Michigan detects radioactive iodine in air
A Dept. of Environmental Quality sampling device in Lansing has detected a small amount of radioactive iodine-131 in the air, a likely result of the Fukushima nuclear emergency in Japan.
State environmental officials say that iodine-131 is a signature radioactive isotope for Japan‘s nuclear power plant emergency and that the level detected is low — about a quarter of the level measured here during the peak of the Chernobyl nuclear accident.
The DEQ maintains a continuously running air sampler in Lansing that processes 50 liters of air per minute for a total of 504,000 liters last week. The average human uses 7 liters of air per minute.
On Monday an analysis of last weeks sample showed a total activity of 23 picocuries or 0.85 becquerels of iodine-131.
“These are scant detection levels, even when compared to the radiation levels people are exposed-to every day,” DEQ said in a release. “For example, a typical banana contains 15 becquerels of potassium 40, a common radioactive isotope.”
Iodine-131 has a half life of 8 days and concentrates in the thyroid glands of exposed people. Cesium-137, another isotope associated with the Fukushima disaster, has a half life of 30 years and concentrates in bone.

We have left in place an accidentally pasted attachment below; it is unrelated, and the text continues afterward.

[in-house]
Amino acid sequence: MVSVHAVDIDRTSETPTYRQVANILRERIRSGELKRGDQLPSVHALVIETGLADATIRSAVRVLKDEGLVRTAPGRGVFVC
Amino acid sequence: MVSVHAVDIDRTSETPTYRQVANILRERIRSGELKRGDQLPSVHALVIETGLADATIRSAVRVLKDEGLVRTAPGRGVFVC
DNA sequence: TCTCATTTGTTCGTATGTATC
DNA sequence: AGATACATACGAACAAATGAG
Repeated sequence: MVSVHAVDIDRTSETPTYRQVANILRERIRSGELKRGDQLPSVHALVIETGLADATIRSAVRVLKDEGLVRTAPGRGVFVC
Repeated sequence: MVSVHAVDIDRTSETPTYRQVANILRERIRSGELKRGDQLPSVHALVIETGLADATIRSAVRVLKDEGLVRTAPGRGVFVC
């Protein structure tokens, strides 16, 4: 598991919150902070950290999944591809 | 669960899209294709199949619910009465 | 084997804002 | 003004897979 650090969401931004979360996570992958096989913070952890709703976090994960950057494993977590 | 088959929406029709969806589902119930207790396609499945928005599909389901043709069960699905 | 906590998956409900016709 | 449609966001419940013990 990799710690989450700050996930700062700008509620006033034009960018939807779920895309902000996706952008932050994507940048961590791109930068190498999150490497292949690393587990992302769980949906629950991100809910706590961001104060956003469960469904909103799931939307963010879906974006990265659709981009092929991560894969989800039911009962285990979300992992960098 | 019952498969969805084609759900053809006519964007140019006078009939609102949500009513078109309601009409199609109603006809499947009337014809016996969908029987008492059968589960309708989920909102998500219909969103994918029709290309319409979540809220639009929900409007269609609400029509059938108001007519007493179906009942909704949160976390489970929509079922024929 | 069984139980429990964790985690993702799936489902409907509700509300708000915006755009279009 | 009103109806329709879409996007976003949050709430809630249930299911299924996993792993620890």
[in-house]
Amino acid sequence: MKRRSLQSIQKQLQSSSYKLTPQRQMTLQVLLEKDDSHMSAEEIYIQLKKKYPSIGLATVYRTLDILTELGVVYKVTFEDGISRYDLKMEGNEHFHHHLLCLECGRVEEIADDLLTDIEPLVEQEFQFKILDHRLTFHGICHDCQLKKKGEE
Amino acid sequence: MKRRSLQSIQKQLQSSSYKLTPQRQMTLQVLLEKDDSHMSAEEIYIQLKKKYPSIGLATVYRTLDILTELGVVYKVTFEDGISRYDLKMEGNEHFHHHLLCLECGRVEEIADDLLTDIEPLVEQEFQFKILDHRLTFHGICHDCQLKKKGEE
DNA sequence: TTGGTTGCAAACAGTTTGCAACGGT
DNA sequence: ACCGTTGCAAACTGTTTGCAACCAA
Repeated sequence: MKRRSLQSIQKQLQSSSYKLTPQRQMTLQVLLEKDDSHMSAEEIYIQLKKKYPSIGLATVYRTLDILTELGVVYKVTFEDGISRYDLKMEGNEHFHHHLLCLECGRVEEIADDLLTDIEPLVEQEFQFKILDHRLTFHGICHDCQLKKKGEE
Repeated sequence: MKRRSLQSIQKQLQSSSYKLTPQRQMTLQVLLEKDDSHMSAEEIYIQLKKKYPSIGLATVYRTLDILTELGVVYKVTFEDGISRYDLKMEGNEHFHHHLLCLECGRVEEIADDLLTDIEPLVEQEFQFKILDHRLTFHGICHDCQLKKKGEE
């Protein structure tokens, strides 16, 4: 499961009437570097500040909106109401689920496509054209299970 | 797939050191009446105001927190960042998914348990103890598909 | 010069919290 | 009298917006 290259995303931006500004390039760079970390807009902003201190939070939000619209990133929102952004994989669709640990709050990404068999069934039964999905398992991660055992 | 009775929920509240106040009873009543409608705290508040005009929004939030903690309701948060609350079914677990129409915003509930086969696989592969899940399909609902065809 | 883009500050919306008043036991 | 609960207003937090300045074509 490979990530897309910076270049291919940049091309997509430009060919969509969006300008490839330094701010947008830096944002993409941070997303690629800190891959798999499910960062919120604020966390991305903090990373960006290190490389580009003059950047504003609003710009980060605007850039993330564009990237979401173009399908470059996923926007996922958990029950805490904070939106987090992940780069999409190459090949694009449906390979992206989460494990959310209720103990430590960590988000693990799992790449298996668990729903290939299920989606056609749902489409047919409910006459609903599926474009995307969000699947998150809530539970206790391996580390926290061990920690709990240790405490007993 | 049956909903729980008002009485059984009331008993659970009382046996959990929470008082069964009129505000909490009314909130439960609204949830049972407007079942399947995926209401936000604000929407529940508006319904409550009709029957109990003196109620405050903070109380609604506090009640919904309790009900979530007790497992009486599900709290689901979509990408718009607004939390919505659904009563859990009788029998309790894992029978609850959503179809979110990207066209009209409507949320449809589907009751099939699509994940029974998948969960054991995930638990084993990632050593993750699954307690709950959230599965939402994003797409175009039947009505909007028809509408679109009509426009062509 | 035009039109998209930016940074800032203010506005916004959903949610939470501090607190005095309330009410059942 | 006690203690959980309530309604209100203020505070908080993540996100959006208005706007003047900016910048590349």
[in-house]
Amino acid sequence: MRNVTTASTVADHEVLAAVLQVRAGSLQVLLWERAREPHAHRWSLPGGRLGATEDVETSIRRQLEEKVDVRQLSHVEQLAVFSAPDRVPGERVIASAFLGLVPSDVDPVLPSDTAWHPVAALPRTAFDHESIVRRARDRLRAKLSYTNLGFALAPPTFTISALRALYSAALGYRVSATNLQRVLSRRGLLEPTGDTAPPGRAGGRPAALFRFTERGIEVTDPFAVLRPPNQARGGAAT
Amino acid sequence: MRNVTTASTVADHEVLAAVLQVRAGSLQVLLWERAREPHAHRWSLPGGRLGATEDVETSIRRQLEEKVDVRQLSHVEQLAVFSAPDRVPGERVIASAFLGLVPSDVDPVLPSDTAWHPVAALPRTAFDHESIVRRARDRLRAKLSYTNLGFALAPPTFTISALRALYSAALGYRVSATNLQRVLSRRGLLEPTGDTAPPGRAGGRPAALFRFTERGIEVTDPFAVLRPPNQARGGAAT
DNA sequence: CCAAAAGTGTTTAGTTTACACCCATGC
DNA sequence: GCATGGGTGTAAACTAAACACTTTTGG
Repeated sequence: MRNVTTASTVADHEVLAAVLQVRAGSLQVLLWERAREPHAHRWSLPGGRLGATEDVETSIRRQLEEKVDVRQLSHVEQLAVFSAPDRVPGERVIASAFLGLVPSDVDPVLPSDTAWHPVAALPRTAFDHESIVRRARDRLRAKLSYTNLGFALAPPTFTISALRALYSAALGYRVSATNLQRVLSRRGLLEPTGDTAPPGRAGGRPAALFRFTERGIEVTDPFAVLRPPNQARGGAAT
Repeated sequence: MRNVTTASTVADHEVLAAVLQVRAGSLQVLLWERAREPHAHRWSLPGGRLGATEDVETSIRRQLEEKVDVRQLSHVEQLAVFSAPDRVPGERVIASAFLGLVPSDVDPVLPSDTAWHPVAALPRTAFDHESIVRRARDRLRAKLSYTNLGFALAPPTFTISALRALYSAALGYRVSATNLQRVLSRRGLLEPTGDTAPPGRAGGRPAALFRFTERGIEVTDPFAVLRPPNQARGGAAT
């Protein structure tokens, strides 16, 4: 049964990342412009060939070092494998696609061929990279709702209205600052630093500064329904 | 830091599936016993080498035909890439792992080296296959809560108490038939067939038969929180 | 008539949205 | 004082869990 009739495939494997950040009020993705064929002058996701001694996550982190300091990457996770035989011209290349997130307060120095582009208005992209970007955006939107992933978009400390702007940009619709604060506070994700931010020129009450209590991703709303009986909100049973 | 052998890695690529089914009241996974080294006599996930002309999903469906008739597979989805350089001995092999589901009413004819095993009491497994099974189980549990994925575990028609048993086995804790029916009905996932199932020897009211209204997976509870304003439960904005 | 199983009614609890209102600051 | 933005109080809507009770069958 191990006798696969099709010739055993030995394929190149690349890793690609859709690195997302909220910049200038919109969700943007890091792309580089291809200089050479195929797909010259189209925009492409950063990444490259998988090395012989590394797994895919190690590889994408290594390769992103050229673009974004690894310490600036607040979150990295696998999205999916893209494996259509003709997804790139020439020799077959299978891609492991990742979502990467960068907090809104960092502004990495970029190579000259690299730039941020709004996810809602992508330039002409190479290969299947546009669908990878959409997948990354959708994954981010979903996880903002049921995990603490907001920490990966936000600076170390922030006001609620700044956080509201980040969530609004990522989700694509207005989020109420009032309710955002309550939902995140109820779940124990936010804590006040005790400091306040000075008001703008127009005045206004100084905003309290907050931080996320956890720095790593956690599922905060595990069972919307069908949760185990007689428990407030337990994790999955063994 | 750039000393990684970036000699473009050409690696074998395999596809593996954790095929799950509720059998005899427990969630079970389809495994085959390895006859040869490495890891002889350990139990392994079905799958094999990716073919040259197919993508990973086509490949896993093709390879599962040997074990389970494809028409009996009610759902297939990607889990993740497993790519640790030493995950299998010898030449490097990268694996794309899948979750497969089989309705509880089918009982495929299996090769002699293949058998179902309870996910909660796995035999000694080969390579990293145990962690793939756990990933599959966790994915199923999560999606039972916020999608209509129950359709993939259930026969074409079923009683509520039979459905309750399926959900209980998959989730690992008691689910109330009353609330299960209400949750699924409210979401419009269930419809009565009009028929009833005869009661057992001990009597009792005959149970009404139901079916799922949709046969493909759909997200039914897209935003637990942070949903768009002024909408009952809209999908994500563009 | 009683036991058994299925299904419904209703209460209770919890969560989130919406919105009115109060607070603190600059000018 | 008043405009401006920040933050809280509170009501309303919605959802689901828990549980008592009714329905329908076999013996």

Air samples taken in California have shown traces of cesium-137 from Japan.
Ken Yale of the DEQ’s Radiological Protection Division said that the Michigan air sample shows no cesium-137 in excess of typical background levels.
The state does not have measurements of radioactive isotopes in precipitation.
Snow is difficult to measure, Yale said, and it hasn’t rained since Tuesday when the department installed a system to monitor rain.
In Massachusetts and Pennsylvania state and Virginia officials have measured iodine-131 in rainwater at levels that exceed those established for drinking water. The U.S. Environmental Protection Agency said these levels found don’t pose a health threat with short term exposure.
In Washington state iodine-131 was found in milk this week.
Michigan monitors milk for radioactive isotopes on a weekly basis, Yale said, and results from last week should be available soon.
Radioactive pollution is expected to continue to spread throughout the northern hemisphere as the nuclear disaster continues in Japan.